Rachel: The piece that we're working on is to make a literary analysis paper, so that was kind of the main assessment, but then we also had some creative outlets for them, where they created their own sonnets, or a lot of people made poems, or raps, or you know, just visual representations, just to show their artistic expression.
Student: What means the world to you? Being lost for a guy, or being lost for a girl. To the world, you just mean somebody, but to somebody you mean the world.
Narrator: To empower students to take charge of their own learning, the grading process is completely transparent. The students are given assessment rubrics at the beginning of each project, so the expectations are clear.
Kristy: You can get a just beginning, which is, you didn't put effort in it, and you just slacked off during the whole time. Approaching, is when you put some effort, but it's like she could tell you did it at the last minute. Meets, is you met her expectations on what she wanted you to do. You did a very good job, and Exceeds, is, you went above and beyond, like, you created something that she didn't even tell you to create. It's really easy to get an exceeds, because you already know what's expected from you.
Student: The other AOI I chose was environment.
Narrator: Performance assessment is used in every grade, so by the time they reach high school, YES Prep students are experienced presenters.
Katie: To have them actually verbally articulate their learning, I think is a hugely important skill, and one that our seventh graders and sixth graders really need to practice, so they feel sort of the importance of, like, oh, you know, my parents are going to come, and ask me questions, and other teachers are going to ask me questions. And so they tend to be a little more motivated about the project, so that they're more prepared.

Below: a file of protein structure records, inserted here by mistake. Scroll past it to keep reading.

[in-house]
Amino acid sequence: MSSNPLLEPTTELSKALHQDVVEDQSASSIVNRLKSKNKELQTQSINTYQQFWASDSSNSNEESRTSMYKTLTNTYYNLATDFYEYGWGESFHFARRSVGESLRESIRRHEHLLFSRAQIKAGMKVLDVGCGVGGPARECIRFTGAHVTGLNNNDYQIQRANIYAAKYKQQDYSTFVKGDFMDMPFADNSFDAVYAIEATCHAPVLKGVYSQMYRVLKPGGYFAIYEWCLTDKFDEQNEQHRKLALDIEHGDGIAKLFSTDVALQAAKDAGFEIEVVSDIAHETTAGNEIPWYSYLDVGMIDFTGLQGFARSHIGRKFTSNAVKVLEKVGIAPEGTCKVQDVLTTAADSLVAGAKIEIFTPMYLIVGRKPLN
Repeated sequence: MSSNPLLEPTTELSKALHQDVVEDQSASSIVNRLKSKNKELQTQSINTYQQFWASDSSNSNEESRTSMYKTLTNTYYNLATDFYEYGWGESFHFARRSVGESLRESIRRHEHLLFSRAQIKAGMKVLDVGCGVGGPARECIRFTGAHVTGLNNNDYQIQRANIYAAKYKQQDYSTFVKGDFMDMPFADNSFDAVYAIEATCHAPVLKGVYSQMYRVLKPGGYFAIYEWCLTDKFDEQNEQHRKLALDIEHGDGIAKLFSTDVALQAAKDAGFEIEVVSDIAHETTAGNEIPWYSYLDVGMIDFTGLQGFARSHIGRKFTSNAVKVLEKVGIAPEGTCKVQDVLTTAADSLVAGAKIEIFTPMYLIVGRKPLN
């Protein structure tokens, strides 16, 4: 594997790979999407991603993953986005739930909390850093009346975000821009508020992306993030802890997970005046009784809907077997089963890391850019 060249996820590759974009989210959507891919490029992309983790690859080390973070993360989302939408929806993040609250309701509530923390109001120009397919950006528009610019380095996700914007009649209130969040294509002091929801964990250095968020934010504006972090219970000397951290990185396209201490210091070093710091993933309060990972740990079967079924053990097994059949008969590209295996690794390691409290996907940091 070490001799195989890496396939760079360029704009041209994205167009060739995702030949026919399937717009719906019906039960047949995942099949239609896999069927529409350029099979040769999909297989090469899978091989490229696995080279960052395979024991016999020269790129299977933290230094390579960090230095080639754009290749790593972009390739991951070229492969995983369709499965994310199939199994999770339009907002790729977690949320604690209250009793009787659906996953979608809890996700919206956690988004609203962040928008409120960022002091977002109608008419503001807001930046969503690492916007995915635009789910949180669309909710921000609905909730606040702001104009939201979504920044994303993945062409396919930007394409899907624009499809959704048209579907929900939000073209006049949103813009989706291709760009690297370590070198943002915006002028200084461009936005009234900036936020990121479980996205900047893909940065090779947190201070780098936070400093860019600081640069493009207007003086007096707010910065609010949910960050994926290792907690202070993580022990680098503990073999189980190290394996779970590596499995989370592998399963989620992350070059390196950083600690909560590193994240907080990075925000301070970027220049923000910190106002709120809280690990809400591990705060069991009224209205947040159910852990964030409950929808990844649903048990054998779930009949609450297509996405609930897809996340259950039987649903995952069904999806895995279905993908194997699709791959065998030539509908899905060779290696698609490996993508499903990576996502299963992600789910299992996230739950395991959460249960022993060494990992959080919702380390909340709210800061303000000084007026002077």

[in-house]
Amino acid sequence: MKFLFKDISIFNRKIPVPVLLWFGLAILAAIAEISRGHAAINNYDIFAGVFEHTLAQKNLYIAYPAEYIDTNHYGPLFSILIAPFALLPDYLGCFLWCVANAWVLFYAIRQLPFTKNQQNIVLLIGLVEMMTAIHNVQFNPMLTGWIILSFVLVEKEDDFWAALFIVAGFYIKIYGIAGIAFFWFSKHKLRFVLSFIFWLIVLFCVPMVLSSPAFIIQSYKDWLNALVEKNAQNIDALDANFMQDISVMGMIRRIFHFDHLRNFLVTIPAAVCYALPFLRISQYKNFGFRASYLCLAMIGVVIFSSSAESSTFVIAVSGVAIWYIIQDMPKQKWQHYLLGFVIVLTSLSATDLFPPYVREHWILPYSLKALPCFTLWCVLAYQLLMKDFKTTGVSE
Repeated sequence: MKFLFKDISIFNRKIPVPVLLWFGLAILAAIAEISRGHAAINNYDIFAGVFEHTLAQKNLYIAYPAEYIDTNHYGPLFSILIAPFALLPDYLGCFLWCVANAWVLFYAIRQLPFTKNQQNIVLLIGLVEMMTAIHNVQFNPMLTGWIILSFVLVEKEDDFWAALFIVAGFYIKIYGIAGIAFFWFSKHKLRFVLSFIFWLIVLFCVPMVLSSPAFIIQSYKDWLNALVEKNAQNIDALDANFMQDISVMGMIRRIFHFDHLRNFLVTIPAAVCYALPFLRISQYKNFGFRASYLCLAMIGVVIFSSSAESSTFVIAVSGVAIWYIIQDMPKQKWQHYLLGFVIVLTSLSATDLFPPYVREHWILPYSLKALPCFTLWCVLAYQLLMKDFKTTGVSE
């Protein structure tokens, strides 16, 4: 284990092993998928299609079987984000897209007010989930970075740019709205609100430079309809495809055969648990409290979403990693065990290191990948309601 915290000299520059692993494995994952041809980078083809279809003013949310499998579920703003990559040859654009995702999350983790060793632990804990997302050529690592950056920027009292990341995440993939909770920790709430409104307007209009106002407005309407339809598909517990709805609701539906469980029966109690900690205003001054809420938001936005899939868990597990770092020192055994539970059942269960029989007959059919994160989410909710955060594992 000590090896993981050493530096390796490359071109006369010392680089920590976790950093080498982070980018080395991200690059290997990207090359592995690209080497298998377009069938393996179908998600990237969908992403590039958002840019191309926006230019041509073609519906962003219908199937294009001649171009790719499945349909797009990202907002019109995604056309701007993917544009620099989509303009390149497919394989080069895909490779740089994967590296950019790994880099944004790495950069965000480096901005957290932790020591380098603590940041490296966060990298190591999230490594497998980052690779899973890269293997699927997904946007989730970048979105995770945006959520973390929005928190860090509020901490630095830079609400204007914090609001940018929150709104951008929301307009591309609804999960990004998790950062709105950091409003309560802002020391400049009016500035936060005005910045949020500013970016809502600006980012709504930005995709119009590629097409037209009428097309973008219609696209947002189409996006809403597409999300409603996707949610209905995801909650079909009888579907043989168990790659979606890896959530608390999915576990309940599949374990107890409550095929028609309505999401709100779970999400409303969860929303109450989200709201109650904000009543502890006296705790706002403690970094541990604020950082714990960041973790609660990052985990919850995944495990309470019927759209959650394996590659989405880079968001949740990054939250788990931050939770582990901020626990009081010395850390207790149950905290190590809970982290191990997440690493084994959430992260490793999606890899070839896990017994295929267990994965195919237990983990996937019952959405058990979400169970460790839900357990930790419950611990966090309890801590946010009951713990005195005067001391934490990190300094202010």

Teacher: Please just really give a lot of thought and introspect into this.
Narrator: Each spring, all students must not only defend their knowledge of the core content, but prove that they are adding value to the school and the community.
Student: Like, math has always taught me that there's always more ways to solve one problem. And I can relate that to life.
Michelle: They're asked to think critically about what they've learned, the skills that they've acquired, and then, on top of that, we want them to think about themselves as people, and how they've changed.
Student: Comparing it to the beginning of the year, I think I've improved my communication.
Narrator: Critical thinking is a key skill for college readiness, and every person in the building is working towards getting every student into college.
Teacher: So you have to work a little harder?
Student: Yeah. And--
Teacher: And you do.
Student: And I do.
Narrator: But the hard work is carried out with joy and passion.
Julian: But the school is serious and fun at the same time, because we have awesome teachers, who make class fun, and put a whole bunch of work into the lessons and make sure you get it deep through your head, and make sure that you have fun with it, too.
Luis: They prepare us for college, so like, it's really hard. It's really hard, like, they're very challenging. I really like it, because they really care about your education, and it's a good experience being at YES.
Narrator: For more information about, What Works in Public Education, go to edutopia.org.
Produced, Written, and Directed by
- Ken Ellis
- Karen Sutherland
- Amy Erin Borovoy
- Doug Keely
- Thomas Waldron
- Mark Angelo
- Kris Welch
- Ed Bogas
- © 2009
- The George Lucas Educational Foundation
- All rights reserved.
Support for Edutopia's Schools That Work series is provided, in part, by the Charles Stewart Mott Foundation.
© 2009 | The George Lucas Educational Foundation | All Rights Reserved